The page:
[The purpose of the radiation was] to wipe out the bad [cancerous] cells and [to] hope[fully restore] the normal cells. Some lymphomas,(13) some other hematologic problems that would possibly benefit from total body irradiation [were also accepted for admission]. The main emphasis [was] to use this [treatment as an alternative type of therapy to that being used in the community hospital].

HARRELL: So, when you came in 1960 and 1961, was ORINS setting itself up as a cutting-edge experimental cancer treatment facility?
VODOPICK: Well, for the patients that we had, yes.

ORINS Radioisotope Tracer Studies

HARRELL: Did the other tracers studies, the iodine-131 and the [radioactive] gold studies, were these all part of that overall program?
VODOPICK: Yes, these were patients that came back and had follow-ups and also had repeated treatments with large doses of radioactive iodine. In fact, we still follow some of those patients [who] are still alive today.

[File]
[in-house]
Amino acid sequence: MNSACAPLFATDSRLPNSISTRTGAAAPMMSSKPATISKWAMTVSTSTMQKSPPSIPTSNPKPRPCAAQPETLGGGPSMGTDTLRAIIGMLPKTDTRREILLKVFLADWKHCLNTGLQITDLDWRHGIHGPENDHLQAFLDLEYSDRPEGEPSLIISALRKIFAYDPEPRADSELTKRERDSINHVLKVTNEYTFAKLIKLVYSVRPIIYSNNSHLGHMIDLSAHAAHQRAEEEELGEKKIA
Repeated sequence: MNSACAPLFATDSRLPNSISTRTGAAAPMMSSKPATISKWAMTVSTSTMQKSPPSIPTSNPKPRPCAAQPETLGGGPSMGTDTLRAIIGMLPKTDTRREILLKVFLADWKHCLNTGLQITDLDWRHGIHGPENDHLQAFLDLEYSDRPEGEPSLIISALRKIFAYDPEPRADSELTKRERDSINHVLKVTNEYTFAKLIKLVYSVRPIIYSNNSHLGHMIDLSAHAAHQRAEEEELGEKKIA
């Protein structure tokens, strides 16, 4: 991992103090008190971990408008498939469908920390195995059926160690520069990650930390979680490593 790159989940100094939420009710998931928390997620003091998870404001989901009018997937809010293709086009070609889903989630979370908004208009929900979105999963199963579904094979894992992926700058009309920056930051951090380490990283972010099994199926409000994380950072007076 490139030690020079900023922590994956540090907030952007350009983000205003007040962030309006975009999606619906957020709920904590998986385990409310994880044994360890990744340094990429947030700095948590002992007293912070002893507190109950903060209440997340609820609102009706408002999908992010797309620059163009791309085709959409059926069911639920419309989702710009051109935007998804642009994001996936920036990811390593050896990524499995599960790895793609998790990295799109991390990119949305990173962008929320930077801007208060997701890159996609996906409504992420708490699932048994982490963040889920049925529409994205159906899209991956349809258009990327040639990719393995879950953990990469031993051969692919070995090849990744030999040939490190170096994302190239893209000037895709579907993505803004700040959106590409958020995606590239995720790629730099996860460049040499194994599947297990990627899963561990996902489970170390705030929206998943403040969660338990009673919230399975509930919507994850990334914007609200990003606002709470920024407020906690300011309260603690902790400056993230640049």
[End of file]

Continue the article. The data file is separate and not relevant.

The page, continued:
HARRELL: Are you familiar with the 1957 uranium injections studies to measure kidney damage?(14)
VODOPICK: No, I'm not familiar with those in 1957.
HARRELL: How about the 1963 lanthanum studies done by [George V.] LeRoy?(15)
VODOPICK: I've heard of those. I wasn't here at the time. I do know that was the tracer study for GI [(gastrointestinal)] absorptions.(16)
HARRELL: Would those all have been involved in the same program?
VODOPICK: That would have been the same attempt to try to develop some of these tracer studies for use in the local community. Obviously, you have a beginning point for anything; for radioactive studies, for drugs, for any therapeutic agents that you're going to use. You will have to use [them] in a fashion in which you try to discern whether it's [useful or] not. It may have many applications [with the potential of transferring] this information [for] community [use].
HARRELL: Was there coordination of all these various studies? Was there one person at the top who was managing all these various studies over time?